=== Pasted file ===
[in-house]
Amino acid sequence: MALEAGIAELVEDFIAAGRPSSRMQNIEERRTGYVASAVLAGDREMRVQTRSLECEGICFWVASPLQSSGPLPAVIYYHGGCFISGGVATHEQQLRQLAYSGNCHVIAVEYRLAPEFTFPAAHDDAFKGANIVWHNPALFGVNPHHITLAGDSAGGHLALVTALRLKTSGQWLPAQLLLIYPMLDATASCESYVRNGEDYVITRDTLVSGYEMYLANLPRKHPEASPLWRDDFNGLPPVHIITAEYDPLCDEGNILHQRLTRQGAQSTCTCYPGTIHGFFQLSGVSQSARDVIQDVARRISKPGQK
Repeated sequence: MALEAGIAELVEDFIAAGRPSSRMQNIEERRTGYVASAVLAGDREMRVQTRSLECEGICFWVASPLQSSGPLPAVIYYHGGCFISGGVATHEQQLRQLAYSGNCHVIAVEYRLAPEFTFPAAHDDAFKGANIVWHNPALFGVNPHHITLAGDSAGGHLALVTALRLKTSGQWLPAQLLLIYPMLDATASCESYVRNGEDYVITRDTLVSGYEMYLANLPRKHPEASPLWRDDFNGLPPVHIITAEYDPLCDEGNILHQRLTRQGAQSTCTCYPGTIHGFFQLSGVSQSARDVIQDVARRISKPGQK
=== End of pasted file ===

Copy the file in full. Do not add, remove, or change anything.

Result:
[in-house]
Amino acid sequence: MALEAGIAELVEDFIAAGRPSSRMQNIEERRTGYVASAVLAGDREMRVQTRSLECEGICFWVASPLQSSGPLPAVIYYHGGCFISGGVATHEQQLRQLAYSGNCHVIAVEYRLAPEFTFPAAHDDAFKGANIVWHNPALFGVNPHHITLAGDSAGGHLALVTALRLKTSGQWLPAQLLLIYPMLDATASCESYVRNGEDYVITRDTLVSGYEMYLANLPRKHPEASPLWRDDFNGLPPVHIITAEYDPLCDEGNILHQRLTRQGAQSTCTCYPGTIHGFFQLSGVSQSARDVIQDVARRISKPGQK
Repeated sequence: MALEAGIAELVEDFIAAGRPSSRMQNIEERRTGYVASAVLAGDREMRVQTRSLECEGICFWVASPLQSSGPLPAVIYYHGGCFISGGVATHEQQLRQLAYSGNCHVIAVEYRLAPEFTFPAAHDDAFKGANIVWHNPALFGVNPHHITLAGDSAGGHLALVTALRLKTSGQWLPAQLLLIYPMLDATASCESYVRNGEDYVITRDTLVSGYEMYLANLPRKHPEASPLWRDDFNGLPPVHIITAEYDPLCDEGNILHQRLTRQGAQSTCTCYPGTIHGFFQLSGVSQSARDVIQDVARRISKPGQK